all of us angry on our porches,

rolled tobacco resting on our bottom lips

our bodies are the only things we own,

leave our kids with nothing when we die

we’ll still be girls then, too, we’ll still be pretty,

still be loved, still be soft to the touch

pink lip and powdered nose in the casket

a dozen sobbing men in stiff suits

yes, even then, we are girls

especially then, we are girls

silent and dead and still

the life of the party.


If a Girl Screams in the Middle of the Night


and no one is there to hear it

here’s what happens. i’ll tell you.

if she is in the woods, it shoots

from the cannon of her throat

& smacks itself against a branch,

whips around it like a tetherball.

if she is facedown in the moss,

it seeps into the forest floor’s pores,

& every time a hiker passes through,

the days beyond her unravel,

& steps along the sponge-green floor,

a small howl will fan out from beneath his feet.

if the girl is in the city,

the scream gets lodged

in the cubby of a neighbor’s ear,

prevents him from sleeping at night

& so, naturally, he sells it to a secondhand store.

he takes it to the buying counter

in a jewelry box & says,

i don’t know who this belonged to

but i don’t want it anymore.

& though the pierced & dyed employee

is reluctant to take it, she sees the purple

bags like rotting figs under the neighbor’s eyes

so she offers store credit.

& so as not to startle customers,

a small label will be placed on the box

that says a scream & each time a person cracks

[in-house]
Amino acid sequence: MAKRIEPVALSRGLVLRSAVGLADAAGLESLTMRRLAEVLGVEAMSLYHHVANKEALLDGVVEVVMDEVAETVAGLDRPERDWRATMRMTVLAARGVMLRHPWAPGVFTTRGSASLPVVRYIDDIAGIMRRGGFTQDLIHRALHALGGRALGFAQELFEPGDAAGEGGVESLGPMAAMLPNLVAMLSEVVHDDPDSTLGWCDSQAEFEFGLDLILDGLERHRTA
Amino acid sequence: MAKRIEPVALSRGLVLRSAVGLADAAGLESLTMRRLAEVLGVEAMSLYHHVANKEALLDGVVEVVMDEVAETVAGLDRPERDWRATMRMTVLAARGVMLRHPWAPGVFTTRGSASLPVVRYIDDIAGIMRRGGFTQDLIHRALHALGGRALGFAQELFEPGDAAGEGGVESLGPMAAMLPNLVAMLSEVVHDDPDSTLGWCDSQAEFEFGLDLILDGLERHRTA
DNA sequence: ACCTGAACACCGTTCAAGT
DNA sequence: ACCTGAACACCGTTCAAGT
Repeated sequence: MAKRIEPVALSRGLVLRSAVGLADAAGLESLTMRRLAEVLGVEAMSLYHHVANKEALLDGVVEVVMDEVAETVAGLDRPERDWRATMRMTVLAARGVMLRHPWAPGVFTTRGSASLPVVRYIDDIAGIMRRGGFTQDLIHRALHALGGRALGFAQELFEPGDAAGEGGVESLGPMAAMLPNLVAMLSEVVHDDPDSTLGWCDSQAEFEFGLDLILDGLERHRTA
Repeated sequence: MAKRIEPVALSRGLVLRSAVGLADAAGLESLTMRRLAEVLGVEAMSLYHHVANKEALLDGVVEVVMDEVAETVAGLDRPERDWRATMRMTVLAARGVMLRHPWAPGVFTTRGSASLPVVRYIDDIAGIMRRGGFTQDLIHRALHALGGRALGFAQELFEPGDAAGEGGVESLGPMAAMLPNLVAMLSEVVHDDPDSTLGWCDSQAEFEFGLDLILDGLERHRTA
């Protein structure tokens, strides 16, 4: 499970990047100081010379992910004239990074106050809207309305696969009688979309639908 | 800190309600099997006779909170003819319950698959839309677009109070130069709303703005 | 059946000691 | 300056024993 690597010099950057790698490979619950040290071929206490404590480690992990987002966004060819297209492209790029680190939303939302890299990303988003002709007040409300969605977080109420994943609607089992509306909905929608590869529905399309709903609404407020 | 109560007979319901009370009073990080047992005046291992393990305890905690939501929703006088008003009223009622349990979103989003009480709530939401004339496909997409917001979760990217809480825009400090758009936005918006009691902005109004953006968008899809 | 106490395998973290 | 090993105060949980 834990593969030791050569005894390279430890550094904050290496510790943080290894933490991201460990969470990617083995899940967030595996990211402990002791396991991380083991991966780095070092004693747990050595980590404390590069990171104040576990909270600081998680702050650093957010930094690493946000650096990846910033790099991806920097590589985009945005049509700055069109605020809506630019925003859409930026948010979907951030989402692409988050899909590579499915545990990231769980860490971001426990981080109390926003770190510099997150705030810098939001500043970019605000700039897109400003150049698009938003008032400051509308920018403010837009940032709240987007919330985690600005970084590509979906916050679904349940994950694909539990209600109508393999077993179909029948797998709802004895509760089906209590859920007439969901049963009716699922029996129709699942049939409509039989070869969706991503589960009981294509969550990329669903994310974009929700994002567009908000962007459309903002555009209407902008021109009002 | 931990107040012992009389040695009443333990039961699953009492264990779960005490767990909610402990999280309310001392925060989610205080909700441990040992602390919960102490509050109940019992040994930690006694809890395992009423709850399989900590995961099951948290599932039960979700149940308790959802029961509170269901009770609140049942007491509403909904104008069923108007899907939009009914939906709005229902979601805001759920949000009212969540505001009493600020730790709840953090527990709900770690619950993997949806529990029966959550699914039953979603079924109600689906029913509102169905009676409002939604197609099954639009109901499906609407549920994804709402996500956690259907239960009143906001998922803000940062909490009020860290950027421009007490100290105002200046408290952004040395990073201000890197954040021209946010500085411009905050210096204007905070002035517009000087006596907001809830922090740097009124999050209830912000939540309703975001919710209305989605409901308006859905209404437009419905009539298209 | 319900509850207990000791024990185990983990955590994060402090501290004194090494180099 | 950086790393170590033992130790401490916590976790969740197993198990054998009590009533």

it open the girl’s rattling tongue will shake loose

into the store. this happens for months but no one

wants to buy it, to take care of it. everyone wants

to hear it once to feel something & then go back

to their quiet homes, so the store throws it

in a dumpster out back, where the garbage

truck picks it up & smashes it beneath

its hydraulic fists. the scream will get buried

in a landfill somewhere in new jersey

& later the landfill will be coated in grass,

where a wandering child will see a hill,

will throw her body against it

& shriek the whole way down.



Ghost Story for Masturbating at Sleepovers


after Melissa Lozada-Oliva



have you heard the one about the girls

in sleeping bags littered across the living room floor,

faces next to each other’s feet, bellies full on pantry food

and quiet, eyes vigilant to a black cube television?


in my version it goes like: one girl slithers out into the dark

and whispers the song of herself.

soon, they are all on their stomachs,

pushing up against long johns

with the mounds of their palms,

and no one names what is happening, both because

it will become real and because there is not a name

for it yet, only the knowledge

that whatever it is must not be said aloud.


in another version, a mother is falling into a still sleep,

certain that her daughter has not yet discovered

that what swells is not always a wound. she wakes,

hours later, to an orchestra of breath in the next room

and makes her way down the hall, hovers in the doorway,

and sees a dozen girls in white, quivering against the carpet.


for a moment, a small chaos blooms in her sternum,

cheeks erupt with blood, the dance of denial

in her stomach, and then she remembers her own

small ghosts--the curl of her best friend’s toes in a room

like this one, breath echoing from her pillow

back into her mouth again and again, like this,

until she grew tired and resolved herself into the floor.


No Baptism


Once, everything was a gift. Once, anything

resembling the thing we wanted was the thing

we wanted. We were not yet gangly and scowling

at the generic cereal in the cabinet

or knock-off Adidas slides with four stripes.


When we begged for a swimming pool and my father

filled trash cans with hose water, we saw

what was made for our bodies and no one else’s;

when he built a playhouse from splintered

plywood, with a metal slide, we saw a giant

silver tongue spilling into the dirt.


When the sun lifted itself to its highest point,

a proud bully, and the city became a third-degree

burn, we ignored the desert curfew and instead